In an effort to curb the increasing number of accidents caused by distracted driving, Ohio Governor Mike DeWine has signed a new bill that will take effect on April 4th. The updated law makes it a primary traffic offense for all drivers to use, hold, or physically support a cell phone while driving, with certain exceptions. In this blog post, we will provide a comprehensive overview of the new law, its exceptions, and the penalties associated with violating the law. As a local law firm, we hope to educate and inform Ohio drivers about the upcoming changes to ensure their safety on the road.
Understanding the New Law
The new distracted driving law aims to change the culture surrounding distracted driving by equating it with the dangers of drunk driving. Previously, distracted driving was only considered a primary offense for juvenile drivers. Adult drivers could only be stopped and cited if they committed a separate primary traffic violation, such as speeding or running a red light. Now, the law allows law enforcement to pull over any driver they witness using a cell phone or other electronic communications device while driving.
Exceptions to the Law
While the law is strict in its prohibition of cellphone use while driving, there are some exceptions that allow drivers to use their devices under specific circumstances:
Stopped at a red light: Drivers may use their cellphones if their vehicle is completely stopped at a red light.
Speakerphone function: If drivers can use the speakerphone function without physically holding their phone, they are permitted to do so.
Phone calls: Drivers can hold their phones to their ears during phone calls, but they cannot use texting or typing functions.
Emergency calls: In any situation, drivers are allowed to make emergency calls. It is crucial for drivers to be aware of these exceptions to avoid unnecessary penalties.
Grace Period and Penalties
To give drivers time to adjust to the new law, law enforcement officers will issue warnings to those found violating the law during the first six months after it goes into effect. After the six-month grace period, officers will have the authority to issue citations.
For first-time offenders, the penalties include a fine of up to $150 and two points on their driver’s license. However, the points can be waived if the driver completes a distracted driving safety course. Repeat offenders will face increased penalties, which may include higher fines, additional points on their license, and possibly license suspension.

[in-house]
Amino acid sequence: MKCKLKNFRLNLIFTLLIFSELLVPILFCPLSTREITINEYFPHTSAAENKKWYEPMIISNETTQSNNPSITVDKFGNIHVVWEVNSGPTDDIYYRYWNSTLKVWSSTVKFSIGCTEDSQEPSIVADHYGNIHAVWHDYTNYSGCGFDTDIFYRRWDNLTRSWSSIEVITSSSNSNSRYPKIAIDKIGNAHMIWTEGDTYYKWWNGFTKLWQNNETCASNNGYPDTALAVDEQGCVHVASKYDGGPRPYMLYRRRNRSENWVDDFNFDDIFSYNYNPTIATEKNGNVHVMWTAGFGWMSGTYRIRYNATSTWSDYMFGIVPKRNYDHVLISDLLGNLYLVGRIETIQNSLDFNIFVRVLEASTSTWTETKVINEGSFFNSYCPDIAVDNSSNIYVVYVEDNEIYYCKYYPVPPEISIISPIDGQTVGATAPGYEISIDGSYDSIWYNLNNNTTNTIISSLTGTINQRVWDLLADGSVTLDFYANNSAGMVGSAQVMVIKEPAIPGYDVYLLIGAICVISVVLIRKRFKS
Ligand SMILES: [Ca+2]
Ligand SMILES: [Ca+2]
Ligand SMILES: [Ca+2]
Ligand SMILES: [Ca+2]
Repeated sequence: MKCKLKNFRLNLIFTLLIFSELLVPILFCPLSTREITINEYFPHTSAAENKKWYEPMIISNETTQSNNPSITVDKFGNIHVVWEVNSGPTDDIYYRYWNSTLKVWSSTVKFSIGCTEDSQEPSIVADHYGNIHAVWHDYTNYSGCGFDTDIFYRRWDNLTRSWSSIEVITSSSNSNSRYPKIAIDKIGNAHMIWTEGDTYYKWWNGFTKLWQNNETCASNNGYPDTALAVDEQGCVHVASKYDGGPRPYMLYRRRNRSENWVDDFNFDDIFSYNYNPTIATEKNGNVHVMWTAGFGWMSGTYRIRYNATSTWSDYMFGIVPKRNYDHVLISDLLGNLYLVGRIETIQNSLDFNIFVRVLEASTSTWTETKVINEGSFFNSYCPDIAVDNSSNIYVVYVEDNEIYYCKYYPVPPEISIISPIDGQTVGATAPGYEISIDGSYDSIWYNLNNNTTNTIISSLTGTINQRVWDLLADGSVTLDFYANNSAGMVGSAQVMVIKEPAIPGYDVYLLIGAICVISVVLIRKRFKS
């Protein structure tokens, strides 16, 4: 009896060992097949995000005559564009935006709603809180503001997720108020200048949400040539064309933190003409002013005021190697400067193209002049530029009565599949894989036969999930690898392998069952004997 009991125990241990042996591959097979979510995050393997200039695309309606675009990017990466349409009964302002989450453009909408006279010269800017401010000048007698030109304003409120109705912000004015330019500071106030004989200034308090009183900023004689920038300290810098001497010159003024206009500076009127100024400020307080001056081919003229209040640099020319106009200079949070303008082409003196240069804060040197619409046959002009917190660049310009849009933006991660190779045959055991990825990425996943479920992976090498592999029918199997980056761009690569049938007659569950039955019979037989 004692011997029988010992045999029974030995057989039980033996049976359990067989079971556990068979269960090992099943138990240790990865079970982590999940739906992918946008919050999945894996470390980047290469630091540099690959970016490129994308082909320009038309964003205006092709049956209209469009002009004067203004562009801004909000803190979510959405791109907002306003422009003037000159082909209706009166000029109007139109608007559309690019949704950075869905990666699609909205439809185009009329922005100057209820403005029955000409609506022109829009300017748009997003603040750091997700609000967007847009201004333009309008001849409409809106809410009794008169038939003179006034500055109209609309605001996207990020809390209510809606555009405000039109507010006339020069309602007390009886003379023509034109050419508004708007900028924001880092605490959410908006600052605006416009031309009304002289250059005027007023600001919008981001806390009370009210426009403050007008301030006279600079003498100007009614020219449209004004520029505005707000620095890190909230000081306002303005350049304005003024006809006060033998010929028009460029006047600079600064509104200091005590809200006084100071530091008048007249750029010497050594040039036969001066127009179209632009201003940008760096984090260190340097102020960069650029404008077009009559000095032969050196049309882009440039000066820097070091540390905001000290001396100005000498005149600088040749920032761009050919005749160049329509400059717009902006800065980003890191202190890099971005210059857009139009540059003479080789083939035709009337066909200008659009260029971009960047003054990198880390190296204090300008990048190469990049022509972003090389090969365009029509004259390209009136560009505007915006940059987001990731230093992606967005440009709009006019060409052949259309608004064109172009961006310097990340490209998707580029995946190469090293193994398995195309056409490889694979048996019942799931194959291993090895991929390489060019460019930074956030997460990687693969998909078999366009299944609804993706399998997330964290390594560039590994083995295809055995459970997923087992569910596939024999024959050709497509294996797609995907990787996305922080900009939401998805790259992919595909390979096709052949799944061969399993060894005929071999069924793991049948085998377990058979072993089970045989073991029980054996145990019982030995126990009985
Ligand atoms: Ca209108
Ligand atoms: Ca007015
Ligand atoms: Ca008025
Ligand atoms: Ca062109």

The Importance of Adapting to the New Law
The primary goal of Ohio’s new distracted driving law is to reduce the number of accidents and fatalities caused by distracted driving. By being aware of the upcoming changes and taking steps to adapt to the new regulations, drivers can contribute to a safer driving environment for everyone.
As a local law firm, we encourage all Ohio drivers to familiarize themselves with the new law and its exceptions. It is our hope that by understanding and adhering to these new rules, our roads will become safer for all users. In the unfortunate event that you find yourself involved in an accident or facing penalties due to distracted driving, our experienced attorneys are here to help you navigate the legal process.
Ohio’s updated distracted driving law is a significant step toward increasing road safety and reducing the number of accidents caused by distracted driving. By understanding the new rules and making necessary adjustments to their driving habits, Ohio motorists can contribute to a safer driving environment for everyone on the road.
If you have any questions about the new law or require legal assistance related to a distracted drivingincident, our experienced team at Godbey Law LLC is here to help. Contact us today to schedule a consultation at 513-241-6650 and ensure you are prepared for the changes